When are you going to get the most email openings? On a Monday morning or a Thursday noon?

Where should your call-to-action button be? In the middle or at the end of your page?

How are specific channels different? Which channel should you use for awareness purposes and which one for acquisition?

The modern marketer wants not only to be successful, but they also want to know why they were successful when this happens. If you know why you became successful, you have higher chances to succeed again in your next task.

Tech-Savviness

Technology involves the applications of science that make our lives easier.  The simplest product of technology is the tool. From the hammerstone to the wheel, to the electric screwdriver, humanity learns to develop and use tools. Engineering and technology go hand to hand. Without tools, there can be no engineering.

Only a few years ago, this was not the case for marketing. Things have changed a lot since then, and this is why today we see ‘digital’ next to ‘marketing’.

Google Adwords, Mailchimp and Trello are the equivalents of the wrench, the multimeter and the test tube.

Typically, a Growth Hacker’s tools are considered to be everything that comes in use, depending on the occasion, but these are the main categories:

  • Analytics Platforms (Google Analytics, Mixpanel, Trak.io)
  • HTML editors or IDEs (Sublime Text, WebStorm, Eclipse)
  • Product & Project Management (Trello, Asana, Jira)
  • A/B Testing Platforms (Google Experiments, Taplytics)
  • Landing Page Platforms (Unbounce, LeadPages, Instapage)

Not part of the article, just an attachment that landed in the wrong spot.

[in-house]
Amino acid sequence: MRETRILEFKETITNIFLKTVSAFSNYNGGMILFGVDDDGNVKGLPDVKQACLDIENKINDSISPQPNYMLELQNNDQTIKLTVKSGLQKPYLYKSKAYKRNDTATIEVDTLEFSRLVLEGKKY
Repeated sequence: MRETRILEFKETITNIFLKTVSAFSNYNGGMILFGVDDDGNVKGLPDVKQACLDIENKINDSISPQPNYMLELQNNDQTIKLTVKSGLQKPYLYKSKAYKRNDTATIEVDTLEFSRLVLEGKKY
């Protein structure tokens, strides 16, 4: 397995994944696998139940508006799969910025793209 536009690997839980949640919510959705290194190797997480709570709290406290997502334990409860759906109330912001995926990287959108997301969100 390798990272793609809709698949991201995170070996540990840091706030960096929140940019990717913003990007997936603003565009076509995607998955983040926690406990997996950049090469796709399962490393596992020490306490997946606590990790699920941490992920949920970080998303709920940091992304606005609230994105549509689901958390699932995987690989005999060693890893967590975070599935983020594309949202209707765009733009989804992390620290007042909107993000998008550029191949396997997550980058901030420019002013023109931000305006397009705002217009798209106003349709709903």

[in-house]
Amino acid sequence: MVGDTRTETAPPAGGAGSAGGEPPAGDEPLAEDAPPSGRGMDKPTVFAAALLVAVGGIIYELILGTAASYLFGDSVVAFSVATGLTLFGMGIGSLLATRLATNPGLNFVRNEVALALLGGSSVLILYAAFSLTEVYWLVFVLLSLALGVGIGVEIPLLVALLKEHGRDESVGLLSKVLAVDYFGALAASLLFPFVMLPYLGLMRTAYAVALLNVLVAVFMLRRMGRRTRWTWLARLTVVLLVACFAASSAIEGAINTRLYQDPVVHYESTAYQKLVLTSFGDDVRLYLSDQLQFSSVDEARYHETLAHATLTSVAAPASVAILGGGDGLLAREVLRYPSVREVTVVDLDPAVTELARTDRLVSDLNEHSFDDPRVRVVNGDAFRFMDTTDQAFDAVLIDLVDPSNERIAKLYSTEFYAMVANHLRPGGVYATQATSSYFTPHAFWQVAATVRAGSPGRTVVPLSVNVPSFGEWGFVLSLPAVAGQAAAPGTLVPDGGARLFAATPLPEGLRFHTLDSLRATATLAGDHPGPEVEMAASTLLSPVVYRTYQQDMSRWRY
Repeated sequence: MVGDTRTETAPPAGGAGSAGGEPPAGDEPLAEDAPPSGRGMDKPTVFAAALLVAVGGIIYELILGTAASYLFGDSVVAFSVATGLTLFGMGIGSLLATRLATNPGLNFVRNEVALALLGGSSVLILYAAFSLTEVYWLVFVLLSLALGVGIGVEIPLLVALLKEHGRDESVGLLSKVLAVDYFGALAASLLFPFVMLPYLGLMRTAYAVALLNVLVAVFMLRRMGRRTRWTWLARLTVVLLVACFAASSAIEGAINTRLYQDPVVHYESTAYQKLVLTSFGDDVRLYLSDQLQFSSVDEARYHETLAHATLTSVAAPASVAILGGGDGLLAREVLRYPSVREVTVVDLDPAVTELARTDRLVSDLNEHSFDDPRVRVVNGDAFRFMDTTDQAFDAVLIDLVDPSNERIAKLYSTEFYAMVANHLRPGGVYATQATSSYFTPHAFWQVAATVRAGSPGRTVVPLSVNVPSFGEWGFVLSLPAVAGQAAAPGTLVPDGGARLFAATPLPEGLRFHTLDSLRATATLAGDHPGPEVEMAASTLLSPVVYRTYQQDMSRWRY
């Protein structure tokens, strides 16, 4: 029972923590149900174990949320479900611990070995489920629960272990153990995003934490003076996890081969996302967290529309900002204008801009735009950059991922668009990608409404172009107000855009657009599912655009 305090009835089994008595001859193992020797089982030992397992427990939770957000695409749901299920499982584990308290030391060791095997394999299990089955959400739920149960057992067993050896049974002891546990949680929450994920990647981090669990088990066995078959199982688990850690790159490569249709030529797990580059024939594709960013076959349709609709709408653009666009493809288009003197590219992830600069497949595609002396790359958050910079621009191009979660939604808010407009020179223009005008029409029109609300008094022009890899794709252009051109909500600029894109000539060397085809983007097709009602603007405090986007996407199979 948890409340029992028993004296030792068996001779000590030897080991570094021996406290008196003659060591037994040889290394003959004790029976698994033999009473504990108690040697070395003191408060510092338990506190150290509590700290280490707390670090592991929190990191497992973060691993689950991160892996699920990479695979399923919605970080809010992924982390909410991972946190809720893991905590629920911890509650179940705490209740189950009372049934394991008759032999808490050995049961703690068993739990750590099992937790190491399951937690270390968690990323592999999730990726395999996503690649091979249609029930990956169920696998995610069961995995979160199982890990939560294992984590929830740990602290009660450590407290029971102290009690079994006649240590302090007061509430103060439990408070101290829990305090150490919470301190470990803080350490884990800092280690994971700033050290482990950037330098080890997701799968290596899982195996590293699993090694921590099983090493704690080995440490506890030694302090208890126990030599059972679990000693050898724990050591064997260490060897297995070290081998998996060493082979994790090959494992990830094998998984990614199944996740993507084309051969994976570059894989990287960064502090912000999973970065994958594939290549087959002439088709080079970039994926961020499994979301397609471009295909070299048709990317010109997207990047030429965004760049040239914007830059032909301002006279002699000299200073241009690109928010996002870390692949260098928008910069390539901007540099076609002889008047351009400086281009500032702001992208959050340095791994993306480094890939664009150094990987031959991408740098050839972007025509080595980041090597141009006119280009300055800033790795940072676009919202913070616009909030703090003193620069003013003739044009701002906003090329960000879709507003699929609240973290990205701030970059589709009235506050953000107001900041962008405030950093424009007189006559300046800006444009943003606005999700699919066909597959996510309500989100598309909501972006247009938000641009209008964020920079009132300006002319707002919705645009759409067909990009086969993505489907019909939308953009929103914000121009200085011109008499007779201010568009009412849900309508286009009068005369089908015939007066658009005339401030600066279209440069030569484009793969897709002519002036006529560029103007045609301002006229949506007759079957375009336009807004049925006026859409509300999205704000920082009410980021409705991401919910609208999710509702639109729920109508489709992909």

• Email Marketing (MailChimp, Mandrill, Intercom)
  • Social Media (Buffer, Social Sprout, SumAll)

Automation

A big branch of technology is automation. Automation engineering is about the automation of a task so that it doesn’t require any human intervention while trying at the same time to improve its reliability and efficiency.

Likewise, marketing automation refers to software platforms designed to automate marketing actions.

In the ever-changing environment of technology and digital reality, you always have to keep an eye out and move fast, or you will get left behind. Automation is what helps you move faster.

Marketing automation tools try to give save you time so you can focus on what’s important.

Real is the new cool.

From traditional marketing to growth hacking, decision making has also changed. The question that a traditional marketing boardroom would have is “Is this idea cool enough”. On the other hand, the modern digital marketing boardroom would ask “Is this idea high-performing enough”?

In growth hacking, more often than not, facts count more than feelings.

Software Engineering in Marketing

Agile – Scrum

Scrum is a framework for managing a certain work. It is designed for development teams of usually between three to nine members who break their work into actions and implement them within time boxed iterations, called sprints. But more on sprints later.